Academia Barilla Menu Collection
International Ambassadors of Italian Gastronomy
In fact, a large part of the collection (over 2.000 menus) is dedicated to Italian dining. There are Italian menus that date back to the beginning of the 19th century.Some of the more rare works in the collection come from individual Italian States, prior to unification. From Piedmont, we have an extremely rare menu from a celebration of the Albertine Statute. There are also menus from the Whist circle, and many others from parties of political events of the 19th century.
The menus representing Milan and the Lombard come from the most important restaurants of the 19th century, noble and middle-class families, and political circles like the Associazione Patriottica. There are even menus celebrating the International Fair of 1906, the opening of the Sempione tunnel, and famous hotels and restaurants like Cova, Eden, Savini and the mythic Rebecchino.
There are splendid menus from end-of-the-century Venice, including one celebrating the release of D’Annunzio’s book La Nave. We also have two unique menus from the Duke of Abruzzi’s 1900 North Star expedition, an adventure towards the North Pole.
There are menus from the House of Savoy, dated 1871. At the time, Florence was still the capital of Italy. The menus trace the careers of Umberto I and then Vittorio Emanuele II. There are colonial and wartime menus that include a unique menu autographed by Gabriele d’Annunzio on October 18,1919 during the occupation of Fiume. The collection of Fascist memorabilia and menus is quite special; as are the menus from the Palazzo Venezia or Hotel Excelsior in Rome. And, of course, the menus from the many official lunches of Italian and foreign state ministers.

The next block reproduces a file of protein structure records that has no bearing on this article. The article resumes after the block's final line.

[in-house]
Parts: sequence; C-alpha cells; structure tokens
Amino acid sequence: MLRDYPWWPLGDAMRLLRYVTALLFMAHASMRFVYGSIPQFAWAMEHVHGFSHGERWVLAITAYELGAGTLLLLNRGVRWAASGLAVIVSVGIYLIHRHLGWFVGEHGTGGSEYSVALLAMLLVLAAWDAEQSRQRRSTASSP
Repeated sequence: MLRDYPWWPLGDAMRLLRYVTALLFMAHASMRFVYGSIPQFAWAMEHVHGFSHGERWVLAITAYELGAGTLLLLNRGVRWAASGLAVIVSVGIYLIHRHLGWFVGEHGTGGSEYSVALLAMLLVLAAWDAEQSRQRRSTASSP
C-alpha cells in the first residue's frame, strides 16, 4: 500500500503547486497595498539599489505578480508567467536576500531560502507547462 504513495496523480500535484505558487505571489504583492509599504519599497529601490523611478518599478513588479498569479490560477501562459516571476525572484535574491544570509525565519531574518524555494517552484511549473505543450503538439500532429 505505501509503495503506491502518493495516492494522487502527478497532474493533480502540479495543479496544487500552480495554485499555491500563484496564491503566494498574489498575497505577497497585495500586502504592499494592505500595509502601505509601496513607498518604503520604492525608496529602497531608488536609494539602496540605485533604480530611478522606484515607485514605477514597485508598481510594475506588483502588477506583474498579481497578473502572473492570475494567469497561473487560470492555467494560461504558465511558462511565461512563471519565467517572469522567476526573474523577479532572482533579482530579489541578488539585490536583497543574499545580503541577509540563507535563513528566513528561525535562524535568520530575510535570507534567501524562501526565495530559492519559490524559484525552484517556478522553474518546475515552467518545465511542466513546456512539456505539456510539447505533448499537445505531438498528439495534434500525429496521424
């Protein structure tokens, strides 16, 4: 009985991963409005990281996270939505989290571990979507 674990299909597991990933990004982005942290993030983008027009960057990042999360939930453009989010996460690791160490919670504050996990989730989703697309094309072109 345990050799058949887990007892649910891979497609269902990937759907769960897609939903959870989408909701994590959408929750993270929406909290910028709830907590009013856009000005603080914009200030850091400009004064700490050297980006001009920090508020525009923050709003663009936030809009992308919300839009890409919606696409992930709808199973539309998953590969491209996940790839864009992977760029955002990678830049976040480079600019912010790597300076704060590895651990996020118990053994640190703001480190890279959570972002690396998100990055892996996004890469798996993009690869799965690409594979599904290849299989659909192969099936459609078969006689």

A second major subsection of the menu collection is dedicated to French cuisine. France was the first country to adopt and spread the use of the menu. We have examples from the Belle Époque, Art Nouveau, and Art Deco periods. Many of the menus represent important artists of the period: Abbema, Arnoux, Besnard, Bernard, Bloch, Cheret, Cocteau, Domin, Gerbault, Gilbert, Loviot, Milliere, Mucha, Neumnt, Redon, Robida, Willette, Von Stuck and many more. Some are signed and others even have a dedication. There are military menus from various regiments from World War I, the President of the Republic, and famous restaurants in Paris and throughout France (a couple are signed by Escoffier). The group of menus and invitations from the Bon Bock circle really stands out for its size and totality. These works were designed by the most important artists of the last twenty years of the 19th century.
The collection also includes 44 sample menus collected by Captain Medici da Marignano and the historic 165-piece collection of Alberto Cougnet, a doctor born in Nice when the city was still under Italian control. Cougnet loved to eat, wrote many cookbooks and collected menus. His son, Armando, was the founder of the Italian sports newspaper Gazzetta dello Sport and of Giro d'Italia.
In addition to the Italian and French menus, there are almost 400 menus from other European countries. There are also a number of menus created as advertisements and even menus dedicated to trips on the great cruise boats, or planes and trains.
Other menus in the collection are bound in monographs like Le menu - Une histoire illustre de 1751 à nos jours, by Philippe Mordaq, Il menu tra storia ed arte, or E per finire frutta cotta, from the Royal Theater in Parma in 2002.
The size and quality of the Academia Barilla menu collection is quite impressive. The menus offer information about style and design, as well as the evolution of taste or esthetics over the course of time. The collection contains interesting culinary information as well. The menus reflect changing tastes and social customs.
Visit the Menu Gallery